The rain this past Saturday was a huge help to the garden. Today, I went by to water (no rain in the forecast for a while to come) and there are plenty more cucumbers growing. I also picked three small ziploc bags of green beans and gave away two. I left one bag on the fence--I hope someone took it.
Yesterday, I was making dinner and needed a cucumber, so Noah and I ran over to the garden, and I picked two small green cukes and one small lemon apple cucumber. I also gave away another cucumber and some beans. In talking to people around the garden over the past few days, I have a sense that a lot more people are now picking vegetables than I thought. There are very few squash left at the moment, though there were a bunch growing last week. I'm glad that folks are feeling comfortable picking now.
We're losing more plants to powdery mildew right now. This is a common problem in all gardens, especially at the end of the summer, start of autumn.
We were pretty lucky when it came to insect pests this year. My theory is that we had very few beetle or aphid problems because this spot hasn't been a vegetable garden before. The cucumber plants in the 200 Foot Garden are huge and vigorous compared to what we had in our Roxbury community garden plot, where we had a problem with cucumber beetles. The powdery mildew will take a few more plants, but hopefully it won't have too severe of an impact. (I need to get over there with a bag and pick off the diseased leaves ASAP, but am having trouble finding the time.)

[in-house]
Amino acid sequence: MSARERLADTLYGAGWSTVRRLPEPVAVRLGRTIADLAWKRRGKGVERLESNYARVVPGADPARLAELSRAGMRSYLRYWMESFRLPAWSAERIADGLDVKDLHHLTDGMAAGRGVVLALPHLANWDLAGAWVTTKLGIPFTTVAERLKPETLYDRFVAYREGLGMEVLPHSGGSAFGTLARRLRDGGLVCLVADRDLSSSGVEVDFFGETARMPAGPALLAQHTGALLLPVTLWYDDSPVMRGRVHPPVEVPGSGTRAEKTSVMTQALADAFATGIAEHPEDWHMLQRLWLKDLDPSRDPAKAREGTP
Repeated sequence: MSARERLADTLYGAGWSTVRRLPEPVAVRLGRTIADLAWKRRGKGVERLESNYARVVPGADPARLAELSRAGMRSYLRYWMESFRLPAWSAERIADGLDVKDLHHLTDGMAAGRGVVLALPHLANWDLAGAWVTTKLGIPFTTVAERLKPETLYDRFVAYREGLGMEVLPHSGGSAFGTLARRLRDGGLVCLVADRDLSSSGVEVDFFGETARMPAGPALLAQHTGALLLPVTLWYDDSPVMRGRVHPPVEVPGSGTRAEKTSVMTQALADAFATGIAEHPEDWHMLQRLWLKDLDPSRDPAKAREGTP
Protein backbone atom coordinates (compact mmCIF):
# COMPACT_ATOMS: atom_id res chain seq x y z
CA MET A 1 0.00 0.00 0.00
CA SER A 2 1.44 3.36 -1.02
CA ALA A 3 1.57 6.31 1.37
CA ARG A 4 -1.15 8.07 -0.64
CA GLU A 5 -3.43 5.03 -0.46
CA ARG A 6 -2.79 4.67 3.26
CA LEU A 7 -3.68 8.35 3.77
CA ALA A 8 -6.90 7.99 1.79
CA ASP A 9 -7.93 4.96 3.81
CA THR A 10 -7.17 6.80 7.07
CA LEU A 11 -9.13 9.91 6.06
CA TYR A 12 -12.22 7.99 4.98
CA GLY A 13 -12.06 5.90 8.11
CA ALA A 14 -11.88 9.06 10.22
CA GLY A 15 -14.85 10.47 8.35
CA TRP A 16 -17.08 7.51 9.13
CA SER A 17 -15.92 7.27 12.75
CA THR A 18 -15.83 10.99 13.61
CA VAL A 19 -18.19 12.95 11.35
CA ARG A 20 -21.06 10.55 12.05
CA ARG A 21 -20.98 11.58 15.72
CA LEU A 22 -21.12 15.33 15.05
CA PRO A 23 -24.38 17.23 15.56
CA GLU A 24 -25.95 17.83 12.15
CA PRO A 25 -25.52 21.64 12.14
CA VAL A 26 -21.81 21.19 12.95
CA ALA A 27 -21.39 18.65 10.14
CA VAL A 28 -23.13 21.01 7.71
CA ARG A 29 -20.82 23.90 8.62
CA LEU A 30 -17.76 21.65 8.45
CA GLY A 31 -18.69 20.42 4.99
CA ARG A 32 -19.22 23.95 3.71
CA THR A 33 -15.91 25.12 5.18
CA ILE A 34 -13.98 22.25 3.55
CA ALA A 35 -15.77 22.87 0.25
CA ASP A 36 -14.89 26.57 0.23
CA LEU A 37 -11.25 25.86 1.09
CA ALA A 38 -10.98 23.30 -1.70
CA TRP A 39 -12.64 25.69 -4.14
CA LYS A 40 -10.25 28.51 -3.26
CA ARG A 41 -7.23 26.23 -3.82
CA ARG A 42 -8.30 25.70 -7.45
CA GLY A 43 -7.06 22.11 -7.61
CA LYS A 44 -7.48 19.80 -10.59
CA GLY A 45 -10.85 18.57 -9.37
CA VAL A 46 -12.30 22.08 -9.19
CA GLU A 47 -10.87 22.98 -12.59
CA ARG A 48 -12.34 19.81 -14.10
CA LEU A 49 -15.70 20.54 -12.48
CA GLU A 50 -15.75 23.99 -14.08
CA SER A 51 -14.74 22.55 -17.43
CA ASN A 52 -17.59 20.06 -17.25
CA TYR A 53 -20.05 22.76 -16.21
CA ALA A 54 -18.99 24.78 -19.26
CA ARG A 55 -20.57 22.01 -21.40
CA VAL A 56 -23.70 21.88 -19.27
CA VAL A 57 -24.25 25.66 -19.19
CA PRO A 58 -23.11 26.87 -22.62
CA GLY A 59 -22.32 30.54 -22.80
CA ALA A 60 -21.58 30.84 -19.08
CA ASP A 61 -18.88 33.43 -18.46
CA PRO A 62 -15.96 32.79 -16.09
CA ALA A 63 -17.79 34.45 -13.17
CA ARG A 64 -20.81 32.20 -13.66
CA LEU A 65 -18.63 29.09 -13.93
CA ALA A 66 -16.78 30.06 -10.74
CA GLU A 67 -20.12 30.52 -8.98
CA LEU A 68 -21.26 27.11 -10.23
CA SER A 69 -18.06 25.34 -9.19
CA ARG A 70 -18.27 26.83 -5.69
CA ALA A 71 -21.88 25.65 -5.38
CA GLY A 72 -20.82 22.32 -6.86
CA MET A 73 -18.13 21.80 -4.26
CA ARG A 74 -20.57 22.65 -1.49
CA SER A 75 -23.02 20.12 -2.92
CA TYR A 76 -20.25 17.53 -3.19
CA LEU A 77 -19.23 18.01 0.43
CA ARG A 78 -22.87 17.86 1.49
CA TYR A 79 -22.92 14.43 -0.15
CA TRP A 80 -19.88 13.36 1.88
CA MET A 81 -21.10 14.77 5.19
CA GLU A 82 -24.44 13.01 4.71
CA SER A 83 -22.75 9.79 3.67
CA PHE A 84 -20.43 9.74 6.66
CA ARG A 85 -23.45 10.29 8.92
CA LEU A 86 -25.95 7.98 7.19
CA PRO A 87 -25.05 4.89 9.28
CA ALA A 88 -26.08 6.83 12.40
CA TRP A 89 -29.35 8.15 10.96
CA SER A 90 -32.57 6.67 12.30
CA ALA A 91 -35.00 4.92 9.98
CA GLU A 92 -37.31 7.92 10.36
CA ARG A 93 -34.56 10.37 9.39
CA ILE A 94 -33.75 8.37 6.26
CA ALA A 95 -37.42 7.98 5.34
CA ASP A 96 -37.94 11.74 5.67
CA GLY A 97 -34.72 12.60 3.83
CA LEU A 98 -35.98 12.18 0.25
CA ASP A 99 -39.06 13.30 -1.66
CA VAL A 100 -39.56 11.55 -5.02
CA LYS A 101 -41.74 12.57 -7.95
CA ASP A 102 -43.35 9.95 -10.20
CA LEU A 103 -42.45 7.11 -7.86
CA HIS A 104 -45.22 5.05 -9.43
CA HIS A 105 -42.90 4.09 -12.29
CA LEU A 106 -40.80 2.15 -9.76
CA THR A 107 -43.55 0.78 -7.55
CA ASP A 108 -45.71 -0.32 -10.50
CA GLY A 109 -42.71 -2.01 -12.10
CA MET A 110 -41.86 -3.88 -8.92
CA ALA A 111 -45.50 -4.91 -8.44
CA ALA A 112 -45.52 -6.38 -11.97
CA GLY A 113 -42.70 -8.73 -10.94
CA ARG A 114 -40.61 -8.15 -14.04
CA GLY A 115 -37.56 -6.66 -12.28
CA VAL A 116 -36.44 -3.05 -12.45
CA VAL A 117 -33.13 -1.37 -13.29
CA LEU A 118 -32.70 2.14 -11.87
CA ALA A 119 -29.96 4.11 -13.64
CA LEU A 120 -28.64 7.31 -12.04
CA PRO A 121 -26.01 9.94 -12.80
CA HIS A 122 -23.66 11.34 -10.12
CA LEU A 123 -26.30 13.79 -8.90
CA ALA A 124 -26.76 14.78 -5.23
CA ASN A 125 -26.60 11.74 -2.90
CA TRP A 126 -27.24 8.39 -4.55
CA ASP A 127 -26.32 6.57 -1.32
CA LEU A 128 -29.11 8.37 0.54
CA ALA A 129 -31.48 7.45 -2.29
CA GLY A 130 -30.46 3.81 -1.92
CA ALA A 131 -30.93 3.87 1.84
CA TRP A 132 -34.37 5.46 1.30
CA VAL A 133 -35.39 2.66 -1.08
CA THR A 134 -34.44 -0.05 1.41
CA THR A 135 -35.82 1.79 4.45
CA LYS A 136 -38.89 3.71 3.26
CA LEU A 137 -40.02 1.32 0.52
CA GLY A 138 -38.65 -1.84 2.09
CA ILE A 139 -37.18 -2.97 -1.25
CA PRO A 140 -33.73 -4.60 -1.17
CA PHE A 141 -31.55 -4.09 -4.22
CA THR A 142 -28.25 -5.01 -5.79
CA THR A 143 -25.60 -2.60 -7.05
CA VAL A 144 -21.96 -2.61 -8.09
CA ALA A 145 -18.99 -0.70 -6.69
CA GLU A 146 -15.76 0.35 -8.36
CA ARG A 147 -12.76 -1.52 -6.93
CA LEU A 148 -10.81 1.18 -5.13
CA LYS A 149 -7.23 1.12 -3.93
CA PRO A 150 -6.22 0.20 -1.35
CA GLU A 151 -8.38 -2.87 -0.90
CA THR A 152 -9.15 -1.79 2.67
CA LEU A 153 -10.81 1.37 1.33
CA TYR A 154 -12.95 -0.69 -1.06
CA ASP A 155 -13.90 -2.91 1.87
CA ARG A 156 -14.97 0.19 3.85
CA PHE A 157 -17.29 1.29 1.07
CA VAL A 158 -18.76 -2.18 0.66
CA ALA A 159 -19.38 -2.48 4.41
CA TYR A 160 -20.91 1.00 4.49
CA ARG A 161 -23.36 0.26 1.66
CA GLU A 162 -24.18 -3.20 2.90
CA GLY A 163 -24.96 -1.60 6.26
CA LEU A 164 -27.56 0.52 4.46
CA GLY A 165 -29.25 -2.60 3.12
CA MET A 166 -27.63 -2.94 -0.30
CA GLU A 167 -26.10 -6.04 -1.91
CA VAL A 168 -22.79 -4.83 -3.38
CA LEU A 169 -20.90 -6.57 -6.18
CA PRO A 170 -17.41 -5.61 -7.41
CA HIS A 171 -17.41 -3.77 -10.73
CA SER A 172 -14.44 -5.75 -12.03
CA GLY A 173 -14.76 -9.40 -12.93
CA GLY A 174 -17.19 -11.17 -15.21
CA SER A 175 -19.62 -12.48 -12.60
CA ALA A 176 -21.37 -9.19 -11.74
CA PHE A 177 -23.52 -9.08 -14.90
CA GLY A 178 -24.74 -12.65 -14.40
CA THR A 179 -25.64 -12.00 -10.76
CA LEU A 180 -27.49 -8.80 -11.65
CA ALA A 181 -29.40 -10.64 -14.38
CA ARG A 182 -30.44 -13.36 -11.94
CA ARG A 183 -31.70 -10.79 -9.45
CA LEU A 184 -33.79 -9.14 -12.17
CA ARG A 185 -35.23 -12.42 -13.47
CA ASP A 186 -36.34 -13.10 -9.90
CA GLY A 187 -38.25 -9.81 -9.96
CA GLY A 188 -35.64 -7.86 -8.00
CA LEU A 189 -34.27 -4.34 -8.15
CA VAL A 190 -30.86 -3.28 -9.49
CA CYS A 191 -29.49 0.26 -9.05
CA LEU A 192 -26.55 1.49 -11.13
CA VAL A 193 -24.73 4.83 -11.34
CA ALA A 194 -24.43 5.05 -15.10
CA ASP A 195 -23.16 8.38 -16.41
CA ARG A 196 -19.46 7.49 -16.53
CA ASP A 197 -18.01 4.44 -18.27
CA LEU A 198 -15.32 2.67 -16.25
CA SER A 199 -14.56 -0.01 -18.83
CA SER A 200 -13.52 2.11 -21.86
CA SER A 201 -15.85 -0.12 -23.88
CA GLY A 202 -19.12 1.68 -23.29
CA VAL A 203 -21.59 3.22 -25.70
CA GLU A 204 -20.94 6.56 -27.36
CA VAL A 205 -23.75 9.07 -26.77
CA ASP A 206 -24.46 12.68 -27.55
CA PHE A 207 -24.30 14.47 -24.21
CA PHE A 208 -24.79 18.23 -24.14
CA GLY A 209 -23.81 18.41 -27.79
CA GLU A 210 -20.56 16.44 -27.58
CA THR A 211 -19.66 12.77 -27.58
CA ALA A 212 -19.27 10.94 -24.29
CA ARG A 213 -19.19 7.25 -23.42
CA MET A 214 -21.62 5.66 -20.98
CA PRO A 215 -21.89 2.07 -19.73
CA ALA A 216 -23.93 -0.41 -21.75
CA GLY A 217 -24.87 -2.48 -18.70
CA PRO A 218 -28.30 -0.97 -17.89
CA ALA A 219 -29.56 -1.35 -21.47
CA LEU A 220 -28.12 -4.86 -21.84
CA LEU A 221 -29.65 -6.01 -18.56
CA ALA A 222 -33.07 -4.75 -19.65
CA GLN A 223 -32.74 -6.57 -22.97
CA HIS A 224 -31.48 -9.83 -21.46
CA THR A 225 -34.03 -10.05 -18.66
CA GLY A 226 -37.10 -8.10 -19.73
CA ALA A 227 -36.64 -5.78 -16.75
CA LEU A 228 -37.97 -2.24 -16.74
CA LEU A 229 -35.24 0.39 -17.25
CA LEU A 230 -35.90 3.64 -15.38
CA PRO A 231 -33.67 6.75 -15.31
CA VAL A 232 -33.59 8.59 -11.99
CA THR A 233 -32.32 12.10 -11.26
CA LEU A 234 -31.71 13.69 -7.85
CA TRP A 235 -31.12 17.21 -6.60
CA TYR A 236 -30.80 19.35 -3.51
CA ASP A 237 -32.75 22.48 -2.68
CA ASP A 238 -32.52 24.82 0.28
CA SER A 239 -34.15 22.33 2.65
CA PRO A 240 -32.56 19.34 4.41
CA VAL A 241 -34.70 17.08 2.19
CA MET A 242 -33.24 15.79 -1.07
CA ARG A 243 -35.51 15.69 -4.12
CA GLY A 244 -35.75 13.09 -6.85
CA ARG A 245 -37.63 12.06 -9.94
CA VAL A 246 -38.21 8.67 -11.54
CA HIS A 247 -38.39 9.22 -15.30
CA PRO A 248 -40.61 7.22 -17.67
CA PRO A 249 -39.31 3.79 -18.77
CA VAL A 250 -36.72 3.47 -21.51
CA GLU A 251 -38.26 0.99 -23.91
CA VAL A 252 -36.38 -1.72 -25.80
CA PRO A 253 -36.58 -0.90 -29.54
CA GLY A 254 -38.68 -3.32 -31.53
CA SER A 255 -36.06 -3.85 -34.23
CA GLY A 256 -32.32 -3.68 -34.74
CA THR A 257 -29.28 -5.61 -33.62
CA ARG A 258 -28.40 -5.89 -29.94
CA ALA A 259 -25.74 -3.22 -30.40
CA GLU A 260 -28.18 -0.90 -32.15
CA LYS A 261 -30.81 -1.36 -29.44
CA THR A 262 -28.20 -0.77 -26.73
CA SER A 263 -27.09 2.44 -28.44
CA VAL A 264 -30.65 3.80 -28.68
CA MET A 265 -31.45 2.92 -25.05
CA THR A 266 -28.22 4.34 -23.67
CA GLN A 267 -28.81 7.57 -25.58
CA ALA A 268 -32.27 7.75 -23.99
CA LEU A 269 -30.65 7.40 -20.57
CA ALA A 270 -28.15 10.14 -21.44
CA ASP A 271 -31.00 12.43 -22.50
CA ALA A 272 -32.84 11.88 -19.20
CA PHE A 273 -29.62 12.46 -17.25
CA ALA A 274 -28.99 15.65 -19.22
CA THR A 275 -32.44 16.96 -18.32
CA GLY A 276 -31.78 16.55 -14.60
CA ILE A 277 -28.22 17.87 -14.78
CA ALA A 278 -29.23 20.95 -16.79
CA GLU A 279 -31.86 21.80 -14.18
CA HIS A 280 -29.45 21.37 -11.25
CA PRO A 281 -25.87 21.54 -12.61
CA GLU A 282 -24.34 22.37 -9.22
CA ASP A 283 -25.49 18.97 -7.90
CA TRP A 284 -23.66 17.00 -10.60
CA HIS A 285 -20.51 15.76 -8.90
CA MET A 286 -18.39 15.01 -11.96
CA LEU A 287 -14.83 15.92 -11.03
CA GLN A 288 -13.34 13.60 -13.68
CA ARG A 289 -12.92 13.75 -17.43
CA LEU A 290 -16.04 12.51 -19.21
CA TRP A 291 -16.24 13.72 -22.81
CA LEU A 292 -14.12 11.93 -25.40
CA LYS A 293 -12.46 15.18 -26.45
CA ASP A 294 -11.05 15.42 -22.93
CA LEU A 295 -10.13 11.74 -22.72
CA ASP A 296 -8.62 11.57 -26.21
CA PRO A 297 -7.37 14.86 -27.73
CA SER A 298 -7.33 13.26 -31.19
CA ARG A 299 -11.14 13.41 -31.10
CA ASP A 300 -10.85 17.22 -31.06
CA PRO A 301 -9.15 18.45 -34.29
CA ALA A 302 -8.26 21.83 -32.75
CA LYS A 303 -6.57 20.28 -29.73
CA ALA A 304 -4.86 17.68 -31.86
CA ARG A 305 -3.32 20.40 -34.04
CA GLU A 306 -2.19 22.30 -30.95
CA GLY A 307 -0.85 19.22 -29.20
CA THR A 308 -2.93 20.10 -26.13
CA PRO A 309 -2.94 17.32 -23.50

Our green bean production is low at the 200 foot garden, but I'm not sure why. It may just be because with the alternating planting that I did, the cukes and squash take up a lot of space and crowd out the beans. Next year, I plan to plant in a different scheme, with 10-foot blocks of single crops. For the beans, this should be a big help. In our Roxbury plot, we've been picking 2-3 pounds of beans (Blue Lake pole beans) twice a week, from 8 square feet of beans. And that's been going on for more than a month now. Next year, I'd love to have that sort of production from the 200 foot garden.
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